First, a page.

Volume 4:  Medical 3D BioPrinting – The Revolution in Medicine

Editors: Larry H Bernstein, MD FCAP and Aviva Lev-Ari, PhD, RN

https://pharmaceuticalintelligence.com/biomed-e-books/series-e-titles-in-the-strategic-plan-for-2014-1015/volume-four-medical-3d-bioprinting-the-revolution-in-medicine/

Work-in-Progress

ContactLens

Image Source

http://www.memsjournal.com/2010/05/medical-applications-herald-third-wave-of-mems.html

Image is courtesy of Google Images

 

WirelessPressure

Image Source

Stanford Engineering Team Invents Pressure Sensor That Uses Radio Waves | CytoFluidix

Image is courtesy of Google Images

 

Introduction by Dr. Pearlman

 

Chapter 1: Blood Glucose Sensors

1.1       MINIATURIZED GLUCOSE SENSOR – Google

  • Tiny wireless chip and miniaturized glucose sensor
  • Embedded between two layers of soft contact lens material
  • Accurate glucose monitoring for diabetics
  • Using bodily fluids, i.e. tears
  • Prototypes can generate one reading per second
  • Experimenting with LEDs
  • Early warning for the wearer

 

Chapter 2: Blood Chemistry Tests – up to 100 Samples

2.1       NON-INVASIVE BLOOD MONITOR- UCSD

  • Digital tattoo monitors blood below the skin
  • Tattoos are needle-less
    • Sensor-laden transdermal patch
  • Painless for the user Tiny sensors “ink”
  • Can read blood levels of:
    • Sodium, glucose, kidney function
  • Prototypes contain probes
  • Wireless, battery-powered chip
  • Continually test up to a hundred different samples

 

2.3       CELLPHONE-BASED RAPID-DIAGNOSTIC-TEST (RDT) READER – UCLA

  • Lateral flow immuno-chromatographic assays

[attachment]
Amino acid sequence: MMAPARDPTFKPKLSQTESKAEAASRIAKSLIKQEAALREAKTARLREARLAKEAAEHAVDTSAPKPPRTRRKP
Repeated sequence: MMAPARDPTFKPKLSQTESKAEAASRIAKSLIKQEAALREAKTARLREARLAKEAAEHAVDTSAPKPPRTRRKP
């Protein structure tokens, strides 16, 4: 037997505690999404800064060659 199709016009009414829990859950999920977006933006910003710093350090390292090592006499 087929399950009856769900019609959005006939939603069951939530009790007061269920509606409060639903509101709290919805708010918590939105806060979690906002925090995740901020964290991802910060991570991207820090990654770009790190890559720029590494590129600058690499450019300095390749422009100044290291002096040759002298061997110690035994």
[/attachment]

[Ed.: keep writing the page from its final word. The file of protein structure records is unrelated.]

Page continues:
• Sense the presence of a target analyte in a sample
  • Device connects to the camera on a cell phone
  • Weighs only 65 grams

 

2.4       IMPLANTABLE BLOOD ANALYZER CHIP – EPFL

  • Implantable device for instantaneous blood analysis
  • Wireless data transmission to a doctor
  • Applications include monitoring general health
  • Tailor drug delivery to a patient’s unique needs
  • Includes five sensors and a radio transmitter
  • Powered via inductive coupling from a battery patch
  • Worn outside the body

 

Chapter 3: Motion Sensors for Head-Impact

3.1       HEAD-IMPACT MONITORING PATCH – STMicro & X2Biosystems

  • Wearable electronic contains MEMS motion sensors
  • Microcontroller, low-power radio transmitter, and power management circuitry
  • Cloud-based system combines athlete concussion history
  • Pre-season neurocognitive function, balance, and coordinate-performance data
  • Creates a baseline for comparison after a suspected injury event

 

Chapter 4: Drug Delivery & Drug Compliance Monitoring Systems

4.1       Smart Pill delivers Therapeutic Agent Load to target – ELECTRONIC PILL – Phillips

  • Electronic pill to treat gastrointestinal cancer
  • An ingestible pill is swallowed by the patient, finds its way to the tumor, dispenses the drugs and passes harmlessly from the body